“If you’re not in a class by yourself or a unique category, you’re going to struggle.”
Even some of the newer partners have an optimistic outlook. The Washington Post, for instance, has the distinction of being the only Discover channel that updates multiple times per day with breaking news.
“We’re not concerned about it,” said Christopher Meighan, director of emerging news products for The Washington Post. “What we’re offering is distinct and different from what others are doing — and [Snapchat’s] a space we’re happy to be playing in.”
Weariness is settling in among some Discover partners
Even with overall growth in viewership, Snapchat Discover remains a volatile platform when measured by daily viewers. Ever since Snapchat redesigned Discover to a tile-based format, one Discover publisher said daily viewers can double or triple (or plummet at the same degree) from one day to the next. Another Discover partner said its daily viewers can fluctuate between 30 and 100 percent.
It’s just one of many examples of Snap making a change or prioritizing a certain feature or initiative over another and that change having a direct effect on publishing partners. Snap’s dual efforts in getting more TV-like content and adding more daily editions for Discover is no different.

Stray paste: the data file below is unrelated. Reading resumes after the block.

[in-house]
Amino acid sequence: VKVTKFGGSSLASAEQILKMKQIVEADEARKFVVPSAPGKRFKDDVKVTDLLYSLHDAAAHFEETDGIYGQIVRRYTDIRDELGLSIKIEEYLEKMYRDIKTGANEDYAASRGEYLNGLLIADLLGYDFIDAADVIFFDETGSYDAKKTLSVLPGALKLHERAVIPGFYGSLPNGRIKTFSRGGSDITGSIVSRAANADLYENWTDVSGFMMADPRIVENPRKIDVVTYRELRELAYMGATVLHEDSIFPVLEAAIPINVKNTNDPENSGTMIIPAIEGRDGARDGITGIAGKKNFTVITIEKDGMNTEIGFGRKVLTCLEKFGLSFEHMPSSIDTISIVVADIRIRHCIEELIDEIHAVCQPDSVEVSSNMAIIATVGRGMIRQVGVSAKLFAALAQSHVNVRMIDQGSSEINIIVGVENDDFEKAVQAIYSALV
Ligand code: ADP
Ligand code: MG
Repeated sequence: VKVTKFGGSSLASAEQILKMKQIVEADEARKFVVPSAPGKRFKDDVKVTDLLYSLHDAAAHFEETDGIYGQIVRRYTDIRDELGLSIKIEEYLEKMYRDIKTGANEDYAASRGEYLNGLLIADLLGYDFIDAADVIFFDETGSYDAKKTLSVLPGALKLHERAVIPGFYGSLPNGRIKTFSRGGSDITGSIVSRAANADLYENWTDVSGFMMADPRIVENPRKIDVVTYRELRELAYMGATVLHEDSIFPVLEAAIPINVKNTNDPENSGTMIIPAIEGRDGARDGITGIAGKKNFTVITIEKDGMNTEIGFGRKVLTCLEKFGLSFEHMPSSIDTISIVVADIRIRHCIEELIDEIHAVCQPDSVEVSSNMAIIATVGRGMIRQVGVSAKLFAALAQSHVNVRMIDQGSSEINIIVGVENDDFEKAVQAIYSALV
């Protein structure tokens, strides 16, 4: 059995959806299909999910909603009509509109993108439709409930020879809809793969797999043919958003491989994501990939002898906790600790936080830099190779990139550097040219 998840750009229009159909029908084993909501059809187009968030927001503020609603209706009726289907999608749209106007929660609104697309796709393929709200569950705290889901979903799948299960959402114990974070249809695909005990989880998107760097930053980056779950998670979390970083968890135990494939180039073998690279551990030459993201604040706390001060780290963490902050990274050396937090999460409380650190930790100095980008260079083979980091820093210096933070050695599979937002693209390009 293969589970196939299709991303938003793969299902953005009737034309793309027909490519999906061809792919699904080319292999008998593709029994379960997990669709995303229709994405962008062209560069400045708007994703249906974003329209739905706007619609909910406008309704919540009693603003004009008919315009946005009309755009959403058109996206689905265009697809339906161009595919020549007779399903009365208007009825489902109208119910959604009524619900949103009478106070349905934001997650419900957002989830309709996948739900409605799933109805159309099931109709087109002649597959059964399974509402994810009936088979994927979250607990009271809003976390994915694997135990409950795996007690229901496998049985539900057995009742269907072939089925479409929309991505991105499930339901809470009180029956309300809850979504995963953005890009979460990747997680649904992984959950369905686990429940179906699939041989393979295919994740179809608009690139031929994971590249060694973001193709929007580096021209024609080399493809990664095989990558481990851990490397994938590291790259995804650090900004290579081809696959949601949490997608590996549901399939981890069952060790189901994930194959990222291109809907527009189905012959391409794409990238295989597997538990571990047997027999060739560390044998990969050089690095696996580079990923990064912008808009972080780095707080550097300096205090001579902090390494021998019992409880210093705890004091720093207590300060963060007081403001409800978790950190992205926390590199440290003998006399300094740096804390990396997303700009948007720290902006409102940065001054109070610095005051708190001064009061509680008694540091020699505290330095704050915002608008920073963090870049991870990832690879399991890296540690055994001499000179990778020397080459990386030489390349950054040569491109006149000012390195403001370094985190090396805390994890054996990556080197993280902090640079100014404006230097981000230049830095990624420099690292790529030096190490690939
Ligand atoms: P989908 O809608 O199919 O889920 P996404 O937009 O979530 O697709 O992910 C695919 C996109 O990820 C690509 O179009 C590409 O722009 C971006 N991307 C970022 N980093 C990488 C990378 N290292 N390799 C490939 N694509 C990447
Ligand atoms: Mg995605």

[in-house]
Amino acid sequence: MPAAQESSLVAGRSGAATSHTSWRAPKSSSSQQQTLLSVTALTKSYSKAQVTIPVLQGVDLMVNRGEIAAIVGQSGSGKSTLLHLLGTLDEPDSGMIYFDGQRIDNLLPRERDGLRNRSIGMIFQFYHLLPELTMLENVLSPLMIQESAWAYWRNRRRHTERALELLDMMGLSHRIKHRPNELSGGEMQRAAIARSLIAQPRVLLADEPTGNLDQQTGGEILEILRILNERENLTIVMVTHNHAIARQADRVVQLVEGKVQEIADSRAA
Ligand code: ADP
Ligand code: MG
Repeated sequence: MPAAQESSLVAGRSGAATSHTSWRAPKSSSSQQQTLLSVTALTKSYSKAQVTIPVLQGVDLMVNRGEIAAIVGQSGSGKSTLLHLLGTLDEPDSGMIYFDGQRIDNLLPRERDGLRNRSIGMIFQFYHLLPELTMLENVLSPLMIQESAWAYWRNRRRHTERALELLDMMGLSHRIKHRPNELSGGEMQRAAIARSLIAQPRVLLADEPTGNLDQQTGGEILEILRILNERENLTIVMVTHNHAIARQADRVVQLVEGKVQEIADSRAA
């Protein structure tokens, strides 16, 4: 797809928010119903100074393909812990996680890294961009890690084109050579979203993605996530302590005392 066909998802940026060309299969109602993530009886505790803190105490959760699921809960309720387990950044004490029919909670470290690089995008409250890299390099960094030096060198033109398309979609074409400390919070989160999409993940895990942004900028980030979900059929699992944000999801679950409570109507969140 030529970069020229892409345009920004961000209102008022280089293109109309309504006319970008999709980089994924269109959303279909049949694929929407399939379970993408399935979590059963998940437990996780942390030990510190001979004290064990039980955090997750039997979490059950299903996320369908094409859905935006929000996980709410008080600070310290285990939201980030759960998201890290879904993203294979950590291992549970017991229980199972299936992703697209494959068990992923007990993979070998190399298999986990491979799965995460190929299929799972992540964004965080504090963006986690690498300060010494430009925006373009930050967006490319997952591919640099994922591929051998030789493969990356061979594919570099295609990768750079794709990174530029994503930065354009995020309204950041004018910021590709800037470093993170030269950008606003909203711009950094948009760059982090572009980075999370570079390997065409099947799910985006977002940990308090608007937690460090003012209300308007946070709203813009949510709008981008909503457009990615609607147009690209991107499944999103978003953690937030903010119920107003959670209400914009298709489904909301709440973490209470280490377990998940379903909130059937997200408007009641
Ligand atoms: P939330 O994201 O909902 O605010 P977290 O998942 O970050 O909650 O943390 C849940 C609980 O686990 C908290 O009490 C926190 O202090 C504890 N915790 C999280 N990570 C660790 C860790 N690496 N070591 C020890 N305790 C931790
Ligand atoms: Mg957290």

“From Snap’s standpoint, it’s the right direction to move in,” said one media executive. “They are getting every publisher to go to war for who can make the best content and that publisher will end up making more money. But it’s not a sustainable thing for most publishers to be on.”
Others argue that this is just the new normal in a time dominated by platforms and distributed content models.
“There was this whole controversy about Snapchat putting Discover below the fold,” said another source, referencing how some Discover partners saw viewership decline by as much as 33 percent following Snapchat’s decision to put Discover content below user stories. (Viewership has been trending back upward since then, according to multiple sources.)